Chorale Variations on "Cloisters"


Chorale Variations on "Cloisters" - (2008)    

for organ

for my friend, Robert Mitchell

Bob Mitchell at the Orpheum


After enjoying a still vital and intellectually acute Bob Mitchell accompany a silent film while in his nineties, my brother and I drove him home. On the way, we stopped for a late dinner in Los Angeles, and during conversation Bob told me his favorite hymn tune, "Cloisters," was by British composer, Joseph Barnby [ 1 ]. I had worked many times with Bob over the years, providing music for a number of churches and synagogues. During my tenure as Cantor at Ahavat Shalom, he played many services for me, to include improvising fine accompaniments to spontaneous cantorial improvisation. Additionally we would sometimes do classical works during masses at Good Shepherd, in Beverly Hills. For these reasons, I thought it would be quite right to compose this set of variations in honor of Bob -- Mr. Mitchell as many of his "boys" still call him.


Bob Mitchell in the heyday of Hollywood


Born October 12, 1912, Bob Mitchell showed an acute aptitude for music early on. In 1924, at the age of twelve, Bob started playing organ accompaniment to silent films, beginning a passion for silent cinema music that would last a lifetime. In 1932 in Rochester, New York, he studied at the Eastman School of Music on a piano scholarship. In 1933, he moved to New York City where he continued his study with a scholarship at the New York College of Music, was substitute organist in churches, played piano and sang on radio WNYC and did nightly stints at Joe's Chateau, a popular speakeasy in Manhattan to supplement his income. Moving to Los Angeles, he started the Mitchell Singing Boys (also known as the St. Brendan's Church Choir or Bob Mitchell's Singing Boys, from 1934-2000), which went on to perform in scores and on screen in more than one hundred films, including 1944's Best Picture winner Going My Way (1944) with Bing Crosby. [ 2 ]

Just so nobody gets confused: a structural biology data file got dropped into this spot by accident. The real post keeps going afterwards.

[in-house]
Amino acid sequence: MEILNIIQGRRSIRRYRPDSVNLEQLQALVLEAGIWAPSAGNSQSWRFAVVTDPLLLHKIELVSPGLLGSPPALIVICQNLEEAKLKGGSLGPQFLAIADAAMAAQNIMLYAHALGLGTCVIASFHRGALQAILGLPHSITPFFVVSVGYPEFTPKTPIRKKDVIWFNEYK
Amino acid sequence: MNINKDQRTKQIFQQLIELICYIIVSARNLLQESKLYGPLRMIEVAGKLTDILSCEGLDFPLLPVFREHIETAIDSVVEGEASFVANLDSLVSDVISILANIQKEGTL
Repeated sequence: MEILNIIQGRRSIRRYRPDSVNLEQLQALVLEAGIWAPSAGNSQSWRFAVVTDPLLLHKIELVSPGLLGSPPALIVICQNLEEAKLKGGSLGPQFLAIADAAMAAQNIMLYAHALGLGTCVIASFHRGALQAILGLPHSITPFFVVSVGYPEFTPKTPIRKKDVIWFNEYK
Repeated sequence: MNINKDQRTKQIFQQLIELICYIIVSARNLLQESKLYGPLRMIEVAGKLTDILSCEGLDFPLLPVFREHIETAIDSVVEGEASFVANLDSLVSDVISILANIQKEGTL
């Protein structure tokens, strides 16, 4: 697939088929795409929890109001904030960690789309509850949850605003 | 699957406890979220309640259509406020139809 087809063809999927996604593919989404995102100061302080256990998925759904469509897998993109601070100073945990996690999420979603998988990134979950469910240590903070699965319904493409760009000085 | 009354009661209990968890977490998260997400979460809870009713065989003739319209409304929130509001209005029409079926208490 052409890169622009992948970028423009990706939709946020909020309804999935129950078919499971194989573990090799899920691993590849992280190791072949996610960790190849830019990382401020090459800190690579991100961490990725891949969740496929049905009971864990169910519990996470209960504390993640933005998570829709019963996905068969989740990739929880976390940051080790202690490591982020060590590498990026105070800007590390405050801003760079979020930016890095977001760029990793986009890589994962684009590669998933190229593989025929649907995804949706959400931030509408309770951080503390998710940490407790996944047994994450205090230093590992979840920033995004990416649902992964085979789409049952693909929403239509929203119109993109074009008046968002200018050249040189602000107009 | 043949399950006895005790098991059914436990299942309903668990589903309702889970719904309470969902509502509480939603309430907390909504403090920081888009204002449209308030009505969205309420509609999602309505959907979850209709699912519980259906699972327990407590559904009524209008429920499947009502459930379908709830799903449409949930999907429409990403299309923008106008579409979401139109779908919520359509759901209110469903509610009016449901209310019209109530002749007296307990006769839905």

Bob Mitchell with Bing Crosby


Academy Award winning composer Dimitri Tiomkin said, “Bob Mitchell’s boys represent the unusual combination of musicianship, artistry and versatility. Bob Mitchell’s genius is ever present. It was a great pleasure to have them sing and appear in The Great Waltz." Honors have included a Silver Medal personally awarded at the Royal Palace in Monte Carlo by Prince Ranier and Princess Grace of Monaco; a Silver Beaver Medal, the highest honor awarded scoutmasters by the Boy Scouts of America; acclamation as a Knight of Malta with a medal from the American Melkite Archimandrate; an Honorary Plaque in the Amphitheater of Temple Ahavat Shalom, Northridge, California; and the "Pro Papa et Ecclesia" Certificate from Pope John-Paul the Second.


 Receiving applause after accompanying the silent movie. Wings (1927), of 2 hours and 24 minutes


Given Bob's affection for the hymn by Barnby, the hymn tune is stated clearly in the soprano voice after a short introduction, with a slightly more ornate accompaniment than the hymn tune itself.



The theme is then accompanied by a running counterpoint in the tenor voice, with some ornamentation of the melody line. A following variation changes the voice leading in subtle ways, the melody remaining in the soprano voice.



Mitchell Singing Boys, at the Hollywood Bowl in 1947. Click on image to enlarge.


A following variation places the hymn tune as the lower voice in a set of "treble" voices at measure 55. This reflects and honors Bob's long work with treble voices, and seemed an apt texture to add to the variations of the hymn tune. A number of his film music arrangements for the choir were in close harmony for which the boys were renown in their heyday.



An episodic modulation from E flat to G major prepares for the final variation, in which the duple rhythm of the hymn tune in accompanied by a running triple rhythm and "walking" bass line. A light finishing "touch" is the repeated A-sharp in the cadence, reflecting not only the lower neighbor ornamentation in this variation but also with a nod to Bob's sense of humor.  [ 3 ]



The entire work is here, , an MP3 file [ 4.15 MB, 4' 30" ]


With Bob in his ninety-fifth year.